Northern Territory

Seeing Wildlife in the Northern Territory

Australia’s ‘Top End’ is a paradise for wildlife.

Even for many Australians, a visit to Northern Territory is like entering other country. Dramatic red cliffs, plenty of crocodiles, enormous termite mounds, some of which are lined up magnetically, vast wetlands with multitudes of waterbirds, many opportunities to experience traditional Aboriginal culture, journeys of hundreds of kilometres without seeing a house,lush oases surrounded by widespread deserts, and of course our most famous natural landscape, Uluru (originally called Ayer’s Rock by white settlers, not reverted to its Indigenous name).

The world-renowned World Heritage Listed Kakadu National Park is a permanent tropical home for one third of Australia’s bird species. Billabongs in the park attract a variety of magnificent birds including jabirus, jacanas, spoonbills, kingfishers, magpie geese and egrets. But the most famous resident of the top end is probably the saltwater crocodile or ‘saltie’, seen in billabongs and rivers, resting on mud flats and even floating around Darwin Harbour!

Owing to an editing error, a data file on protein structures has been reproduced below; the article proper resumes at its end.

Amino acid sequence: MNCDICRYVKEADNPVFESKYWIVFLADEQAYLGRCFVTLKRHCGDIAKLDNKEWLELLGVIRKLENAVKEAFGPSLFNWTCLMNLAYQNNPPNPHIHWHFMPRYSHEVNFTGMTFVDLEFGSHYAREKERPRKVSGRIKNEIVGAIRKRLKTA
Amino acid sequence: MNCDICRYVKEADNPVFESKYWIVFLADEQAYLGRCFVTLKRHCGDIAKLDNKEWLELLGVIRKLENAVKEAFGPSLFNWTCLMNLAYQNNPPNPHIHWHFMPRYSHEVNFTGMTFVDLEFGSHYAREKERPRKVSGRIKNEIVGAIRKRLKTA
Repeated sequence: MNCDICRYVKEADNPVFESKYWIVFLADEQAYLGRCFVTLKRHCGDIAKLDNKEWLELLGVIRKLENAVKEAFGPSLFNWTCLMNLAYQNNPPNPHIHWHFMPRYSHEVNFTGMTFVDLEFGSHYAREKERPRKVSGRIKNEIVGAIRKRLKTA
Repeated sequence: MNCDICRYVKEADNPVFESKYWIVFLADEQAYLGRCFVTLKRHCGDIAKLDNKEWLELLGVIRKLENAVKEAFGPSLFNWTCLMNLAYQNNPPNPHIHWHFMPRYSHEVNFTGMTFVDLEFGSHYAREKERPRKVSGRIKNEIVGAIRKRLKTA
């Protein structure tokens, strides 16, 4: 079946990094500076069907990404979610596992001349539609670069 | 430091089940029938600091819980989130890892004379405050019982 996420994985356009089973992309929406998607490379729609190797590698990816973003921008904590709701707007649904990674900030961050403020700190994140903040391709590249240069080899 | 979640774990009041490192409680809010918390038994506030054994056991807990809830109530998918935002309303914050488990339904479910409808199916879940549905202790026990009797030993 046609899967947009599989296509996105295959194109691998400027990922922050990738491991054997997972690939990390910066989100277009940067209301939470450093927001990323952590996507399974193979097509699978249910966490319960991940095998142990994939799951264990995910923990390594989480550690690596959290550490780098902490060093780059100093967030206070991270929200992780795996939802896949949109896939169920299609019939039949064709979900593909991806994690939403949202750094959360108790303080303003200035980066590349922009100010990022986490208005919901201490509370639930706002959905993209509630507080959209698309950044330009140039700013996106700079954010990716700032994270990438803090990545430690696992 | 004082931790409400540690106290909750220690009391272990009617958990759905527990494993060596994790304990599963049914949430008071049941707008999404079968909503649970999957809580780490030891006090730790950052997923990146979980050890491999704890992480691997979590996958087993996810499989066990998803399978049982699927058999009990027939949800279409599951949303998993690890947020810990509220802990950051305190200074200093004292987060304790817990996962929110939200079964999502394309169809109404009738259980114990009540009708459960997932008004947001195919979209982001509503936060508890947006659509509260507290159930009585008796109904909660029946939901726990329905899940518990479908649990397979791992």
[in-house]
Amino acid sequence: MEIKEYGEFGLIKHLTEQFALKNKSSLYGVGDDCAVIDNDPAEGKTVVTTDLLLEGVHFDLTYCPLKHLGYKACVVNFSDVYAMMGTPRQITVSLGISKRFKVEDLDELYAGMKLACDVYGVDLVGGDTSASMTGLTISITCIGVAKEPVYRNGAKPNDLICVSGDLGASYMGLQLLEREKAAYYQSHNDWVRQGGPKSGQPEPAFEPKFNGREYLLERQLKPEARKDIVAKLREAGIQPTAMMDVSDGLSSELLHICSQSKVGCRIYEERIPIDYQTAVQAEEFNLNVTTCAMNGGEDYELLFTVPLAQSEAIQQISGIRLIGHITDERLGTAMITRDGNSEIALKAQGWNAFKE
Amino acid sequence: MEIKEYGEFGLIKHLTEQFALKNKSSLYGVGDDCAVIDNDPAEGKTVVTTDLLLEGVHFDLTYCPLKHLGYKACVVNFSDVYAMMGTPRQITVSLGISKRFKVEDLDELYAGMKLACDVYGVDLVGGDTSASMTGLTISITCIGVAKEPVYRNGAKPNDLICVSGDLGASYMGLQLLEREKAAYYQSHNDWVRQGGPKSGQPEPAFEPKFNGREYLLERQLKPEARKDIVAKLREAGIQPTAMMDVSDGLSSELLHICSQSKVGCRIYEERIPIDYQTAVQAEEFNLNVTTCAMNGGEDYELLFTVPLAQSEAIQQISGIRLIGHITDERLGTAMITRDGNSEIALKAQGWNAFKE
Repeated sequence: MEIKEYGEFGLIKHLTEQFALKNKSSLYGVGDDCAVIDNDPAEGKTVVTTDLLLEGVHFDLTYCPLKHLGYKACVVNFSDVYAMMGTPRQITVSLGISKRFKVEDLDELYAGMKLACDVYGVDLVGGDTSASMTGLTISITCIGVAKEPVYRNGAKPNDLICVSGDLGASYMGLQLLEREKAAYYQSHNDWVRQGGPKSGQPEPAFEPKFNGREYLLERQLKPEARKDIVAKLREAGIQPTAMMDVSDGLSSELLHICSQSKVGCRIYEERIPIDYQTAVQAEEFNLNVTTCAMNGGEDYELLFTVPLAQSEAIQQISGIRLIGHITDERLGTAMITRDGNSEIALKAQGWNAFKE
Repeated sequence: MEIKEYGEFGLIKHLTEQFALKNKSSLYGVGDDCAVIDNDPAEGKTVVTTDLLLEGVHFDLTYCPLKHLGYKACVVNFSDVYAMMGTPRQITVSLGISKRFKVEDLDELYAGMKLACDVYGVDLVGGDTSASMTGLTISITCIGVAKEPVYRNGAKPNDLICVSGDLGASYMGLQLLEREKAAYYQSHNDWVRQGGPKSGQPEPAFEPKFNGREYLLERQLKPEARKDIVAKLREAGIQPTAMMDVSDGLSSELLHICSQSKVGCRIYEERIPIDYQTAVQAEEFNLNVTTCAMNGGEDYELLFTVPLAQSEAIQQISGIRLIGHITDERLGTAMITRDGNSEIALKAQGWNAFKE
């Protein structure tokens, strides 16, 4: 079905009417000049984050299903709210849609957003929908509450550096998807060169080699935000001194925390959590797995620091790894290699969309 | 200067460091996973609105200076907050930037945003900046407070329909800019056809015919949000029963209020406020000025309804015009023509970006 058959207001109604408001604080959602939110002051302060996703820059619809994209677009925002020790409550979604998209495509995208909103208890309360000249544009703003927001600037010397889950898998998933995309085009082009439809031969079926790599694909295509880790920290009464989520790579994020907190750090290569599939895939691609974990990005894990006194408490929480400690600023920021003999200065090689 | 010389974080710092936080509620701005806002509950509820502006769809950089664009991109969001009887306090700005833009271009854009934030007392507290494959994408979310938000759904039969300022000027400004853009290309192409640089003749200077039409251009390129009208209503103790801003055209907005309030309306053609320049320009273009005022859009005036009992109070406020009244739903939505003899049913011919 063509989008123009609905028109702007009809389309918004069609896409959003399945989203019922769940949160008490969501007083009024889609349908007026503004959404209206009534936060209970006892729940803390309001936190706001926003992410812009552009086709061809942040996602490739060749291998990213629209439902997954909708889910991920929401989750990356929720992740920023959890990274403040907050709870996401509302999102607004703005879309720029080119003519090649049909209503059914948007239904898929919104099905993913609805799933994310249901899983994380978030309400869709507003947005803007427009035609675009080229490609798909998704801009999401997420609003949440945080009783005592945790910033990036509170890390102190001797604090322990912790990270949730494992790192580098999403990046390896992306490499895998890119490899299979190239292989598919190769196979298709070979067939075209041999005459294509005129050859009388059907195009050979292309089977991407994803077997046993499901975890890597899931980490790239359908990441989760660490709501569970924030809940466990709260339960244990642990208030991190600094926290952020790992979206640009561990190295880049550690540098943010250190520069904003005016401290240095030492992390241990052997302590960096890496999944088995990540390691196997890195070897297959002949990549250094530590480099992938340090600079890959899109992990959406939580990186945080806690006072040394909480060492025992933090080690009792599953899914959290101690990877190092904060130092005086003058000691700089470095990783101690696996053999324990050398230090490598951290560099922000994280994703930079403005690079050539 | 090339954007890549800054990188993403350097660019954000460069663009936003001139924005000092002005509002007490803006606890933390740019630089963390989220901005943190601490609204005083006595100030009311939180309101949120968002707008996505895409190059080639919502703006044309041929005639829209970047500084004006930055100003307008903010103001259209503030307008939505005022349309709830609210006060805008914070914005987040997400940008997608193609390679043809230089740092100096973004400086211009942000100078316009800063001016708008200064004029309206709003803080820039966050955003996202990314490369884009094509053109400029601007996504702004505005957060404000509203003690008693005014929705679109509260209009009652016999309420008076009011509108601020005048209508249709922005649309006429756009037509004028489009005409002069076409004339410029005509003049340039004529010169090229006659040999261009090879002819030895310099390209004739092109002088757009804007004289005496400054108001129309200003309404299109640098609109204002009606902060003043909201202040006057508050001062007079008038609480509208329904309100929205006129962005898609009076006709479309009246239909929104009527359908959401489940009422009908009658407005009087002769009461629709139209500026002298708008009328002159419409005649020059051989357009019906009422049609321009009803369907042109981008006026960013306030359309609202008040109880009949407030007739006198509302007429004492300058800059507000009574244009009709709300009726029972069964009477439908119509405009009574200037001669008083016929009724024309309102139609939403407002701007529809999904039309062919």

The Top End ¬†fauna (northern part of NT) also includes water pythons, turtles, frill-necked lizards and barramundi to kangaroos, wallabies, emus, dingoes, flying foxes and thorny devils. You can see some of these in captivity in the Territory Wildlife Park, a couple of hours’ drive south of Darwin.

Further south, you encounter the vast wide open spaces and wonderful desert scenery of Central Australia (Australia’s ‘Red Centre’). This includes, about half a day’s drive from Alice Springs, ¬†the famous Uluru (formerly Ayers Rock), rising in spectacular fashion from the surrounding landscape, glowing in reds, golds and purples as the sun sets, and rich in Aboriginal legend. Keep an eye out for euros (a species of kangaroo), cockatoos, ringneck parrots, honeyeaters, bustards, zebra finches, kestrels, whistling kites and an abundance of lizards.

The Alice Springs Desert Park is a good place to see a variety of native animals in semi-natural settings spread over 1,300ha, and with good educational facilities, including audiotapes you can carry with you around the Park..

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